The first red flag appears on reading the parties to the agreement: The deal has been made only with the MILF, and excludes the secessionist MNLF, private armies, and paramilitary civilian groups and militias roaming the area. It also excludes the heirs of the Sultanate of Sulu, which ruled the territory as a thriving empire in ancient times, and the indigenous tribes whose rights are protected by a UN convention and who also claim the territory as their ancestral domain. In rejecting the peace deal, the armed followers of the sultanate in August of last year attacked Sabah in Malaysia, which it tried to reclaim. Sabah is being leased by Malaysia as successor to the British North Borneo Company, which leased it from the sultanate in 1878. Malaysia claims it was ceded, yet it continues to make annual lease payments to the sultanate.
The MNLF supported the sultanate’s followers and quickly proclaimed Mindanao independent, with Nuri Misuari as president of the Bangsamoro Republik, the proposed federal state that encompasses the whole island grouping of Mindanao, including non-Muslim provinces and cities, Sabah, and Sarawak in Malaysia’s Borneo. Malaysia retaliated with air strikes that prompted the rebels to retreat into the jungle. A crackdown on hundreds of Filipino migrant workers who support Malaysia’s oil and petroleum industry followed, with some fleeing back to Mindanao. Ironically, Malaysia had previously supplied the rebels with arms and munitions, for use against the Philippine government. A book published by the Office of Strategic and Special Studies, the think tank of the Armed Forces of the Philippines, suggested that Malaysia is using a deal with the MILF to suppress the MNLF, which Malaysia had previously funded and trained.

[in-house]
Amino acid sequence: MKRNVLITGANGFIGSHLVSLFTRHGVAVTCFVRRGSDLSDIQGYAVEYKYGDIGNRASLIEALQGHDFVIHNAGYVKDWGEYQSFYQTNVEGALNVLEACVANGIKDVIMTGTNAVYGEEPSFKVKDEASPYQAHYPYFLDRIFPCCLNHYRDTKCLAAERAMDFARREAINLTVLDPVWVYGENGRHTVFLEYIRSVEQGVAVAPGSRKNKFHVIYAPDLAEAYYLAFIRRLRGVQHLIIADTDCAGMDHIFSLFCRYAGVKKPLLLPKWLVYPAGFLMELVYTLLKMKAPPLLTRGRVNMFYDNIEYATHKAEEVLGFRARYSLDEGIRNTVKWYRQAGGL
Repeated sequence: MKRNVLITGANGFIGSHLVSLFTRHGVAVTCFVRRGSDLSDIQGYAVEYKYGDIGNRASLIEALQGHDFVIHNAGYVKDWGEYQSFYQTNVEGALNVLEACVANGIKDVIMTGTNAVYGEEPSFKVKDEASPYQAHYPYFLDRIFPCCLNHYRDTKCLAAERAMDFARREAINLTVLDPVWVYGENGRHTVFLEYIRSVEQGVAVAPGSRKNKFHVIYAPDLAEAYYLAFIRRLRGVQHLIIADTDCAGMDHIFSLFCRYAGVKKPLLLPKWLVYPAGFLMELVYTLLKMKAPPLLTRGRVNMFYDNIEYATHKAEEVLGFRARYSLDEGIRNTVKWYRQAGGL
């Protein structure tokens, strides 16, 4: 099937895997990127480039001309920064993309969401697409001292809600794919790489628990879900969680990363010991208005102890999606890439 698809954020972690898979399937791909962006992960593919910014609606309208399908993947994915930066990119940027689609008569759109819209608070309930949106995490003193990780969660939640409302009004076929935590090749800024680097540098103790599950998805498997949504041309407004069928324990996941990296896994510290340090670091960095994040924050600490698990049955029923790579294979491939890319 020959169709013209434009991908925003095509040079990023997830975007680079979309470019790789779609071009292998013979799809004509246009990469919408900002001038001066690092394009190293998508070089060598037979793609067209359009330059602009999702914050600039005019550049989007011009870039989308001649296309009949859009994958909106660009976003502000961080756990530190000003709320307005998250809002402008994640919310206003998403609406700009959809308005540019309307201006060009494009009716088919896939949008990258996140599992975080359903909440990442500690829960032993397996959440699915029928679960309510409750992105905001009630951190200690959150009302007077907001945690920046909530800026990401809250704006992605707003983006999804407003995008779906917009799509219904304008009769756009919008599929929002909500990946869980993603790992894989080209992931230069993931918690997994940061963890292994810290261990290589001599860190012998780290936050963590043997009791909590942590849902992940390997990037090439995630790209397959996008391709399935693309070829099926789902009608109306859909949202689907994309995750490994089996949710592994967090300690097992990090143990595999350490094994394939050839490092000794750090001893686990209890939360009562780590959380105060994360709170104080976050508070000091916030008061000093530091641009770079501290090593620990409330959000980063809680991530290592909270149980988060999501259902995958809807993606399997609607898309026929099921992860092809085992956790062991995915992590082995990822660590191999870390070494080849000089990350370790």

Months later, a faction of the MNLF led by Misuari launched another attack, this time in Zamboanga, a southern city with a predominantly Christian population, and took hostages. According to the city mayor, Isabelle Climaco-Salazar, “The main target by the MNLF in encroaching Zamboanga City is to raise their banner of independence at city hall.” About 200 people were killed, tens of thousands displaced and thousands of homes destroyed by fire. Arrest warrants for rebellion and human rights violations were issued against Misuari and MNLF leaders.
A second red flag appears to lie in the lack of provision for total disarmament of the MILF. The CAB calls for the decommissioning of weapons before a joint international and national group. Yet four commanders of the MILF, with about 4,000 followers, have refused to accept that requirement and returned to the MNLF fold, vowing to resume their secession bid. For its part, the MNLF views the peace deal between the Philippine government and the MILF as a violation of the 1996 peace agreement brokered by the Organization of Islamic Cooperation.
Another serious problem is the legal framework itself. The CAB is almost a carbon copy of the failed peace deal of 2008, the Memorandum of Agreement on Ancestral Domain (MOA-AD), signed by then President Gloria Macapagal-Arroyo with the MILF, which created a new juridical entity similar to the CAB. It was struck down by the Supreme Court that same year, on the grounds that it was unconstitutional. The court may well vote the same way on the CAB. Both the CAB and the failed MOA-AD provide for the expansion of the current Autonomous Region of Muslim Mindanao (ARMM) embodied in the Philippine Constitution. The proposed territory consists of the current autonomous region and encroaches partly on non-Muslim regions. Blood feuds among the Muslims often spill over into areas that are predominantly Christian. Including the latter in the proposed Bangsamoro territory is expected to produce more bloodshed and heighten the conflict between Muslims and Christians.